2. That's my ox being gored too - my gggf was a private in the 3rd Mississippi and I am a seventh generation Mississippian and while it may be tough to listen to someone from New Jersey tell me what's wrong with my region, it doesn't mean they don't have a point especially when it comes to slavery and the War Between the States.
     
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  10. Drew

    Drew Captain

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    I don't really want to own a dog in the direction this conversation has gone, but the major export in the U.S., mid-19th century, was raw cotton and not New England's finished products.

    Just sayin'.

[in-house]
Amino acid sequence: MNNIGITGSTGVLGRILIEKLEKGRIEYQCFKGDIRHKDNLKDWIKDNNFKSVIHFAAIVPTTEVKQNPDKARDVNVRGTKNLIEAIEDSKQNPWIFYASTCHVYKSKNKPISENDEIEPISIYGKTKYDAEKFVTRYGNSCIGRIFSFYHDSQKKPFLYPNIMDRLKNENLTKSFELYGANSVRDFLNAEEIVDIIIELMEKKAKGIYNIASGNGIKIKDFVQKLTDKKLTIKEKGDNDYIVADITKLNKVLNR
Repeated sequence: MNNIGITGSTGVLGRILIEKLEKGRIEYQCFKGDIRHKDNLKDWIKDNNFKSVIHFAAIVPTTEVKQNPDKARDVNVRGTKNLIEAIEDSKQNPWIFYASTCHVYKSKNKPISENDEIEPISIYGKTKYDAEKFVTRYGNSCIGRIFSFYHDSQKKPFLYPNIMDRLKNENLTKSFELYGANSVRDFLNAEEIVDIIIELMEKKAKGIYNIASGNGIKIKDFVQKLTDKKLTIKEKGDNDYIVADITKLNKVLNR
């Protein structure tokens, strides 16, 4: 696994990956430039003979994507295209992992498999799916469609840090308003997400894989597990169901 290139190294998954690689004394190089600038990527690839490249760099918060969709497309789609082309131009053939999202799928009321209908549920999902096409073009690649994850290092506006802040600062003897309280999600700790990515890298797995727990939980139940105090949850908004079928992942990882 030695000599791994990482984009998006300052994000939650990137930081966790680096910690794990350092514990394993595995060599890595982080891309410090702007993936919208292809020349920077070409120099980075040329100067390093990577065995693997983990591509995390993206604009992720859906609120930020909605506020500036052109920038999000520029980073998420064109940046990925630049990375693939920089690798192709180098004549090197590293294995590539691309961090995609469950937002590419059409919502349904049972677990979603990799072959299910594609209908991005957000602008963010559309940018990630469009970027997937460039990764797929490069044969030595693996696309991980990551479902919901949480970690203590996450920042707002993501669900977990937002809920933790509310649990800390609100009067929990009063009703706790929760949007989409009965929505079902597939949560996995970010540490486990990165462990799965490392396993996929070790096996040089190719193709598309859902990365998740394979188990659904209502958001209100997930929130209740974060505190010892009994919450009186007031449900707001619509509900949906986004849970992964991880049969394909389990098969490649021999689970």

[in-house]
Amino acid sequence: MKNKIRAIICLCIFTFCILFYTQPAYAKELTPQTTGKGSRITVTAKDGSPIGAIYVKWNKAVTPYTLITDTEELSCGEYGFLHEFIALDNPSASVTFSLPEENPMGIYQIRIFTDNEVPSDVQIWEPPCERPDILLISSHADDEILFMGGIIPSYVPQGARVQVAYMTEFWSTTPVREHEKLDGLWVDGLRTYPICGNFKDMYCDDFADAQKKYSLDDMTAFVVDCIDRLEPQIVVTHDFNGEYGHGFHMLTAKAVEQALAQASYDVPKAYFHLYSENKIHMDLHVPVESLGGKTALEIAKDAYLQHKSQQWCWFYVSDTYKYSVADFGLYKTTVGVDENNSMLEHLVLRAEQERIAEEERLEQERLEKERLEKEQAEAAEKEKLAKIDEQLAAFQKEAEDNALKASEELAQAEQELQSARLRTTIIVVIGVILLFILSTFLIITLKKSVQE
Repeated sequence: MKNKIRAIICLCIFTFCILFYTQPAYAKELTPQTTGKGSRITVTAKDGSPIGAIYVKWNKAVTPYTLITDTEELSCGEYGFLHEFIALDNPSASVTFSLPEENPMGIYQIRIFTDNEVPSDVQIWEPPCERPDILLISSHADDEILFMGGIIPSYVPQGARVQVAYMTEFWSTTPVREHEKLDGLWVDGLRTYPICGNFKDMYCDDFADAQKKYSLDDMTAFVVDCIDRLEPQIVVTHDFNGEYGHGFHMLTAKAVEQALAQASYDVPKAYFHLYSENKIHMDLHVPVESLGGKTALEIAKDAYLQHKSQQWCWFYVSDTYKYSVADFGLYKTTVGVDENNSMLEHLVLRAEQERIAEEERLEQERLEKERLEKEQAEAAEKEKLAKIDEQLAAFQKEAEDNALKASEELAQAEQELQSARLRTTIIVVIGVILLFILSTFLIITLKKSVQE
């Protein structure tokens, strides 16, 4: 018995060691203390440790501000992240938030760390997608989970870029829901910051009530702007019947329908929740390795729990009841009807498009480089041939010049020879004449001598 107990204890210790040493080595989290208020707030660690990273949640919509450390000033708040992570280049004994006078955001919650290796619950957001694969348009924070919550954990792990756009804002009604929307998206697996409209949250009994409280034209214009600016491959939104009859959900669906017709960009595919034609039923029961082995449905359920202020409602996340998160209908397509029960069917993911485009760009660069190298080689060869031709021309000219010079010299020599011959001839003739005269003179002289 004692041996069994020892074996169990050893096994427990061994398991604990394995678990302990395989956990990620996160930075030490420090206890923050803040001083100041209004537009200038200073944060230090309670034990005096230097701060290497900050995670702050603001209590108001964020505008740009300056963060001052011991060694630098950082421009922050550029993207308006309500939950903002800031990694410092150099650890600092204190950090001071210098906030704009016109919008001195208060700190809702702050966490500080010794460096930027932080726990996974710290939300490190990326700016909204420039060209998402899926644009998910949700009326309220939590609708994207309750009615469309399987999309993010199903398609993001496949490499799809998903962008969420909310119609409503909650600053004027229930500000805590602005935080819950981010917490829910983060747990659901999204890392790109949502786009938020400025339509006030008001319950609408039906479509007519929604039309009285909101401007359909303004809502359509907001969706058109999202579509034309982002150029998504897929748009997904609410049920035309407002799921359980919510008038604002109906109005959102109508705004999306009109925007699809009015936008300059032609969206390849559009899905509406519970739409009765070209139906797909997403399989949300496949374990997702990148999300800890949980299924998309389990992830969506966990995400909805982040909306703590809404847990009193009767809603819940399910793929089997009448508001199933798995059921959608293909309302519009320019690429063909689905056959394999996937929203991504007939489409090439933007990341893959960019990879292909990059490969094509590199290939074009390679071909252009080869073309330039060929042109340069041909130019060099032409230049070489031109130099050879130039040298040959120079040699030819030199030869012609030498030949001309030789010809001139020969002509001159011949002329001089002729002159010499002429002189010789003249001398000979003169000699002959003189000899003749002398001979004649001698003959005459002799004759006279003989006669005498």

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  11. jgoodguy

    jgoodguy Brigadier General Moderator Forum Host

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    Your opinion about my opinion about your opinion is noted. Without evidence, it is hard to tell who is right.
     
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  12. Kenneth Almquist

    Kenneth Almquist Corporal

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    That scenario is hard to imagine--what would the Confederates be supplying in Massachusetts?--but the possible repercussions are limited by the policy Lincoln laid out in his First Inaugural Address:

    In your hands, my dissatisfied fellow countrymen, and not in mine, is the momentous issue of civil war.... You can have no conflict, without being yourselves the aggressors.​

    If the Confederacy had decided to use its navy to ship food from South Carolina to Massachusetts, I don't think the Lincoln Administration would have interfered.
     
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  13. unionblue